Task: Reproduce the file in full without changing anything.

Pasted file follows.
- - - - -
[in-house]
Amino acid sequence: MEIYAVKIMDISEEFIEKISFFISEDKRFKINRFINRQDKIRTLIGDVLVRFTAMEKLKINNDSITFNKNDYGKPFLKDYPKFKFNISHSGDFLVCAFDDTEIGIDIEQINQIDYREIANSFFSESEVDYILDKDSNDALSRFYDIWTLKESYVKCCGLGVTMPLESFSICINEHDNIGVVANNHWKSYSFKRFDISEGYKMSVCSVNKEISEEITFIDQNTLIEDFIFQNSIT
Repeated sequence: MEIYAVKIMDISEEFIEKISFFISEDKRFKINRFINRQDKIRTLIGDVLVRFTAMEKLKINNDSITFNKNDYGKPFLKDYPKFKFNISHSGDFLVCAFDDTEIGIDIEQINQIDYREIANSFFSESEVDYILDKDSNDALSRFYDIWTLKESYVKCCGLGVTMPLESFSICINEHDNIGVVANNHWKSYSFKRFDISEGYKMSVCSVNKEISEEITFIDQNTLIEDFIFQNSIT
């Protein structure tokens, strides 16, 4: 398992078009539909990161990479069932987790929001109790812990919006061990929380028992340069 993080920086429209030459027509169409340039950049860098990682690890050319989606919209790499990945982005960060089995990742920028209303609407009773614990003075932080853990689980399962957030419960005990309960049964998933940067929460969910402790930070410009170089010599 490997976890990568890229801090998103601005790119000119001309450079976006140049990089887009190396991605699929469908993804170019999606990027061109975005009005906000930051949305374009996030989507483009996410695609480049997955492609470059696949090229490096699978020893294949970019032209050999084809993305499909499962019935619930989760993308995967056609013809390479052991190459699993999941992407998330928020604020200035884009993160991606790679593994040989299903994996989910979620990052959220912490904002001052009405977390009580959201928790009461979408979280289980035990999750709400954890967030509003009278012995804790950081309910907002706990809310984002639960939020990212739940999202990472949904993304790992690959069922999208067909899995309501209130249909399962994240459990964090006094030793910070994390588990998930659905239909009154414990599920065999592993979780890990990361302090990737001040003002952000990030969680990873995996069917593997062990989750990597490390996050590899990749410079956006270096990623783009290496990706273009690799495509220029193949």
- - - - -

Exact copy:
[in-house]
Amino acid sequence: MEIYAVKIMDISEEFIEKISFFISEDKRFKINRFINRQDKIRTLIGDVLVRFTAMEKLKINNDSITFNKNDYGKPFLKDYPKFKFNISHSGDFLVCAFDDTEIGIDIEQINQIDYREIANSFFSESEVDYILDKDSNDALSRFYDIWTLKESYVKCCGLGVTMPLESFSICINEHDNIGVVANNHWKSYSFKRFDISEGYKMSVCSVNKEISEEITFIDQNTLIEDFIFQNSIT
Repeated sequence: MEIYAVKIMDISEEFIEKISFFISEDKRFKINRFINRQDKIRTLIGDVLVRFTAMEKLKINNDSITFNKNDYGKPFLKDYPKFKFNISHSGDFLVCAFDDTEIGIDIEQINQIDYREIANSFFSESEVDYILDKDSNDALSRFYDIWTLKESYVKCCGLGVTMPLESFSICINEHDNIGVVANNHWKSYSFKRFDISEGYKMSVCSVNKEISEEITFIDQNTLIEDFIFQNSIT
């Protein structure tokens, strides 16, 4: 398992078009539909990161990479069932987790929001109790812990919006061990929380028992340069 993080920086429209030459027509169409340039950049860098990682690890050319989606919209790499990945982005960060089995990742920028209303609407009773614990003075932080853990689980399962957030419960005990309960049964998933940067929460969910402790930070410009170089010599 490997976890990568890229801090998103601005790119000119001309450079976006140049990089887009190396991605699929469908993804170019999606990027061109975005009005906000930051949305374009996030989507483009996410695609480049997955492609470059696949090229490096699978020893294949970019032209050999084809993305499909499962019935619930989760993308995967056609013809390479052991190459699993999941992407998330928020604020200035884009993160991606790679593994040989299903994996989910979620990052959220912490904002001052009405977390009580959201928790009461979408979280289980035990999750709400954890967030509003009278012995804790950081309910907002706990809310984002639960939020990212739940999202990472949904993304790992690959069922999208067909899995309501209130249909399962994240459990964090006094030793910070994390588990998930659905239909009154414990599920065999592993979780890990990361302090990737001040003002952000990030969680990873995996069917593997062990989750990597490390996050590899990749410079956006270096990623783009290496990706273009690799495509220029193949």